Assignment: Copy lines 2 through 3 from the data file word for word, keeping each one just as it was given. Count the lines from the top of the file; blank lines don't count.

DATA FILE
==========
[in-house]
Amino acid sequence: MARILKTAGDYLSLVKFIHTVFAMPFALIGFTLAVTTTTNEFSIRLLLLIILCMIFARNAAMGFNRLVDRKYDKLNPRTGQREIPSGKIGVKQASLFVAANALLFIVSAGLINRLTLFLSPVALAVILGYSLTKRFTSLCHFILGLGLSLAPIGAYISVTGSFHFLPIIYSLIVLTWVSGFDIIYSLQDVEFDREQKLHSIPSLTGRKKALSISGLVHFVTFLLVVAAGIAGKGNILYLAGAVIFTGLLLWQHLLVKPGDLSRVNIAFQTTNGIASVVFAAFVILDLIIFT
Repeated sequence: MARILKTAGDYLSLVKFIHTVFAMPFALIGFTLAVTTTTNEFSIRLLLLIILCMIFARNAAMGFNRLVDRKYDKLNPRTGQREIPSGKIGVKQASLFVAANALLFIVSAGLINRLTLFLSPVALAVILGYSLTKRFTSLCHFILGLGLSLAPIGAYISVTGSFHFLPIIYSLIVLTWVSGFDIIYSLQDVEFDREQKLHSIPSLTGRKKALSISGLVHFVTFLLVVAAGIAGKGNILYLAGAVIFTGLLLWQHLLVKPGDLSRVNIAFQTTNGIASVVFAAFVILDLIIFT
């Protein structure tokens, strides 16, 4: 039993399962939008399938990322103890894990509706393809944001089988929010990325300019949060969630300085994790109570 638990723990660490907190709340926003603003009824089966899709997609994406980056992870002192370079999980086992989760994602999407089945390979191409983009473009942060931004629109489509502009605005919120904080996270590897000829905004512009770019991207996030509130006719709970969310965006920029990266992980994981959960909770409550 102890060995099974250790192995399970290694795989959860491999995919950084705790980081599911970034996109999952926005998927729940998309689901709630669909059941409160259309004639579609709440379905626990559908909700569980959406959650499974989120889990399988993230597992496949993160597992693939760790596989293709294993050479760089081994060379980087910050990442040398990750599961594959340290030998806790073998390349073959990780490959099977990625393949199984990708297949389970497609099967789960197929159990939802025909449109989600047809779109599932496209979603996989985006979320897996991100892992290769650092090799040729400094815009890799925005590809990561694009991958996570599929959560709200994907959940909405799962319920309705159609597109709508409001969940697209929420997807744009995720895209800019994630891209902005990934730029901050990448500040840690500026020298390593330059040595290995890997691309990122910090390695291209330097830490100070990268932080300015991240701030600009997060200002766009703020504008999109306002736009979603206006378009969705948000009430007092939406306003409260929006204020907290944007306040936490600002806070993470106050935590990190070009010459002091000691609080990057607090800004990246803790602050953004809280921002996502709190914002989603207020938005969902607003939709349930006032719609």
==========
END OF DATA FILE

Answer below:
Amino acid sequence: MARILKTAGDYLSLVKFIHTVFAMPFALIGFTLAVTTTTNEFSIRLLLLIILCMIFARNAAMGFNRLVDRKYDKLNPRTGQREIPSGKIGVKQASLFVAANALLFIVSAGLINRLTLFLSPVALAVILGYSLTKRFTSLCHFILGLGLSLAPIGAYISVTGSFHFLPIIYSLIVLTWVSGFDIIYSLQDVEFDREQKLHSIPSLTGRKKALSISGLVHFVTFLLVVAAGIAGKGNILYLAGAVIFTGLLLWQHLLVKPGDLSRVNIAFQTTNGIASVVFAAFVILDLIIFT
Repeated sequence: MARILKTAGDYLSLVKFIHTVFAMPFALIGFTLAVTTTTNEFSIRLLLLIILCMIFARNAAMGFNRLVDRKYDKLNPRTGQREIPSGKIGVKQASLFVAANALLFIVSAGLINRLTLFLSPVALAVILGYSLTKRFTSLCHFILGLGLSLAPIGAYISVTGSFHFLPIIYSLIVLTWVSGFDIIYSLQDVEFDREQKLHSIPSLTGRKKALSISGLVHFVTFLLVVAAGIAGKGNILYLAGAVIFTGLLLWQHLLVKPGDLSRVNIAFQTTNGIASVVFAAFVILDLIIFT